It’s not often that getting laid off from a job turns out to be a good thing, but that was the case for Jonathan Hart.
It was the loss of steady commercial photography work that led him to start leading bike tours and team-building programs for adults, and that work rekindled his love for photography and started him out on a new career in his chosen field.
After high school, Hart spent four years in the Coast Guard and used that time to take a photography course at Loyola University. He subsequently studied at Rochester Institute of Technology and went to work in Chicago, first as a photography assistant, and then opening his own studio.
He moved to Boston where he opened another studio, shooting for advertising agencies, design studios and private clients. He spent 10 years working for Orvis in Manchester and when that partnership ended, he changed direction and began leading Vermont Bicycle Tours and facilitating team-building for Outward Bound Professionals.
Today, the 64-year-old Hart continues his work with Outward Bound and also leads bike tours for Sojourn, which is based in Charlotte. He spent eight years doing commercial work for DR Power and when that work ended, his entrepreneurial spirit kicked in.
Hart now runs two businesses: Amazing Vermont Photography which features his own work and Amazing New England Artworks through which he licenses the work of 13 regional photographers. The latter company has a 110-page catalogue, a sales manager, and eight sales representatives selling cards across New England.
Hart moved to Charlotte a year ago, and one of the benefits of the move is that he can now participate in Vermont’s two annual Open Studio Weekends. He lives in a carriage house but rather than use the downstairs space as a garage, he made it his photography studio/gallery. During Open Studio Weekends, visitors can learn about his creative process and then venture upstairs for a peek at how his photographs look in a home setting.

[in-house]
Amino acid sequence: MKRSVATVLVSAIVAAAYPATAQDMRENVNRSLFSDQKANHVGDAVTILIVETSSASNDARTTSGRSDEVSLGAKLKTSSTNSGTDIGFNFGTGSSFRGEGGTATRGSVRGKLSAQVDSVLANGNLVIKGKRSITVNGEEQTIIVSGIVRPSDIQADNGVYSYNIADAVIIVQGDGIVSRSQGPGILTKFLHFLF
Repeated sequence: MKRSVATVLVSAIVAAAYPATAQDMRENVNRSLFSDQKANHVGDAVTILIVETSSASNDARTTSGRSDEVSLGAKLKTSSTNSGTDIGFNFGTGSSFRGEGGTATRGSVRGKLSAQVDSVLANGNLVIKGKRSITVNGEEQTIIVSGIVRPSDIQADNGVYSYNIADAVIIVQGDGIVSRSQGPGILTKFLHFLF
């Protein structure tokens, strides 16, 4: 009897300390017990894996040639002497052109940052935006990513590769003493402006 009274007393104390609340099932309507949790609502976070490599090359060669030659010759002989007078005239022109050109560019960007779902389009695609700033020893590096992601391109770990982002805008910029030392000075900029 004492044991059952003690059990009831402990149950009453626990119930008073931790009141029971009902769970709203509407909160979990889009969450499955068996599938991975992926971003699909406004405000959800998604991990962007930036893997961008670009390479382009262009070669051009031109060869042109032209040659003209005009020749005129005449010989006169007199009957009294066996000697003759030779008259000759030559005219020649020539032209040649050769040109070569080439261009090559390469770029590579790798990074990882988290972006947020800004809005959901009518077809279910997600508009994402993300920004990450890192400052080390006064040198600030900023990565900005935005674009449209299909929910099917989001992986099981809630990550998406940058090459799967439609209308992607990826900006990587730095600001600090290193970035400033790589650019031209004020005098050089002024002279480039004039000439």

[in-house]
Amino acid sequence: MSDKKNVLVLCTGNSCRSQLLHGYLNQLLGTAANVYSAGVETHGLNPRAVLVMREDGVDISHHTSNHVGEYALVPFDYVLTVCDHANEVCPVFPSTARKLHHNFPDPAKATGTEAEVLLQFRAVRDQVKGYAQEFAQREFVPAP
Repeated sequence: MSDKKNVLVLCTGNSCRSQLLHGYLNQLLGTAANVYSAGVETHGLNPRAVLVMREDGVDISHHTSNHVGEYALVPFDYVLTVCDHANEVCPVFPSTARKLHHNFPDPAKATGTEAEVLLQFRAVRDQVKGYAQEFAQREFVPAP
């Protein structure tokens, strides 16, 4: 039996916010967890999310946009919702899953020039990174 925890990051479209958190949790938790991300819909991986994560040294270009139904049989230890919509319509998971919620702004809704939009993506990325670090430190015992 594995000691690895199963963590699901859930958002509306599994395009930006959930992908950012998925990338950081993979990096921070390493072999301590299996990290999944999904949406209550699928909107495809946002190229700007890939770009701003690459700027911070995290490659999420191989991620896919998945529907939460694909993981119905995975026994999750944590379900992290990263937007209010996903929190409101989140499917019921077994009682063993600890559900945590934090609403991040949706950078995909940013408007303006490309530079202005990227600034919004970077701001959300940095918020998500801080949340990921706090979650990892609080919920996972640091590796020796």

Hart is also in the process of creating a book of photographs about old tractors, which he hopes will include interviews with the people who have lovingly restored them.
“The photography of Vermont thrills me,” Hart said. “I like to get out in early morning and late evening – the golden hours – to hike the trails and the mountains and look at sunsets and sunrises and bad weather and cows and farmers and tractors. I create photos of Vermont scenes that satisfy my imagination of what Vermont is and hope it helps others do the same.”
It’s that connection that Hart strives for. “If you listen to a piece of music that takes you away and causes you to have emotions or feelings, you want to listen to that music again,” he said. “If I can create an image that causes you to feel something, then I have succeeded.”
Ironically, when Hart worked as a professional commercial photographer he didn’t have any of his own photos on display in his home. “I was pretty passionate about my work and I made a decent income but this is different,” he said. “Now when I watch prospective buyers or people browsing at a big tent show and see them approach my work and their eyes are agape, that’s almost as good as selling a piece. This is a business but it’s also my creative art. It fills my soul.”